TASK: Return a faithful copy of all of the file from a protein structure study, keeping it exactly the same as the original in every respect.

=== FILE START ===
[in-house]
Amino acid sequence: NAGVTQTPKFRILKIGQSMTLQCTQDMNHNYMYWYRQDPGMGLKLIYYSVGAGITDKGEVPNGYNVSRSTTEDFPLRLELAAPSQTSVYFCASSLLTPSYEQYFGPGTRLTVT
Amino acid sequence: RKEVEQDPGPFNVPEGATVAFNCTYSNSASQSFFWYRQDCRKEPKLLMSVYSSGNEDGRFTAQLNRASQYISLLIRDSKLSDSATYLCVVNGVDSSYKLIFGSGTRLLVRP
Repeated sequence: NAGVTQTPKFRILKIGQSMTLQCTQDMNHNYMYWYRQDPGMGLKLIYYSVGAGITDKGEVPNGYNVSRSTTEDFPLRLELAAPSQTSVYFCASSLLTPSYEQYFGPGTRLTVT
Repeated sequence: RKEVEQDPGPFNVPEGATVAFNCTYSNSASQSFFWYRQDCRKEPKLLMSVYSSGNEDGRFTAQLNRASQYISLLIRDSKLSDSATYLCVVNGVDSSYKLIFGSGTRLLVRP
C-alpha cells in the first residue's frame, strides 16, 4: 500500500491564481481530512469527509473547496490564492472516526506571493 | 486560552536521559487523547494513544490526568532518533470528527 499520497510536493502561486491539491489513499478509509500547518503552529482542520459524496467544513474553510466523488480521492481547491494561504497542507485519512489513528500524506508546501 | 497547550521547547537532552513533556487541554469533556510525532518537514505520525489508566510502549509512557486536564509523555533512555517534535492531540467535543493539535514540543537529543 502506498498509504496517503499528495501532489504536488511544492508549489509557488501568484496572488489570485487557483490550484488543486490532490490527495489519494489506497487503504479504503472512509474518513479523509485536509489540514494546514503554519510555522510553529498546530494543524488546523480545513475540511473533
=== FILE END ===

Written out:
[in-house]
Amino acid sequence: NAGVTQTPKFRILKIGQSMTLQCTQDMNHNYMYWYRQDPGMGLKLIYYSVGAGITDKGEVPNGYNVSRSTTEDFPLRLELAAPSQTSVYFCASSLLTPSYEQYFGPGTRLTVT
Amino acid sequence: RKEVEQDPGPFNVPEGATVAFNCTYSNSASQSFFWYRQDCRKEPKLLMSVYSSGNEDGRFTAQLNRASQYISLLIRDSKLSDSATYLCVVNGVDSSYKLIFGSGTRLLVRP
Repeated sequence: NAGVTQTPKFRILKIGQSMTLQCTQDMNHNYMYWYRQDPGMGLKLIYYSVGAGITDKGEVPNGYNVSRSTTEDFPLRLELAAPSQTSVYFCASSLLTPSYEQYFGPGTRLTVT
Repeated sequence: RKEVEQDPGPFNVPEGATVAFNCTYSNSASQSFFWYRQDCRKEPKLLMSVYSSGNEDGRFTAQLNRASQYISLLIRDSKLSDSATYLCVVNGVDSSYKLIFGSGTRLLVRP
C-alpha cells in the first residue's frame, strides 16, 4: 500500500491564481481530512469527509473547496490564492472516526506571493 | 486560552536521559487523547494513544490526568532518533470528527 499520497510536493502561486491539491489513499478509509500547518503552529482542520459524496467544513474553510466523488480521492481547491494561504497542507485519512489513528500524506508546501 | 497547550521547547537532552513533556487541554469533556510525532518537514505520525489508566510502549509512557486536564509523555533512555517534535492531540467535543493539535514540543537529543 502506498498509504496517503499528495501532489504536488511544492508549489509557488501568484496572488489570485487557483490550484488543486490532490490527495489519494489506497487503504479504503472512509474518513479523509485536509489540514494546514503554519510555522510553529498546530494543524488546523480545513475540511473533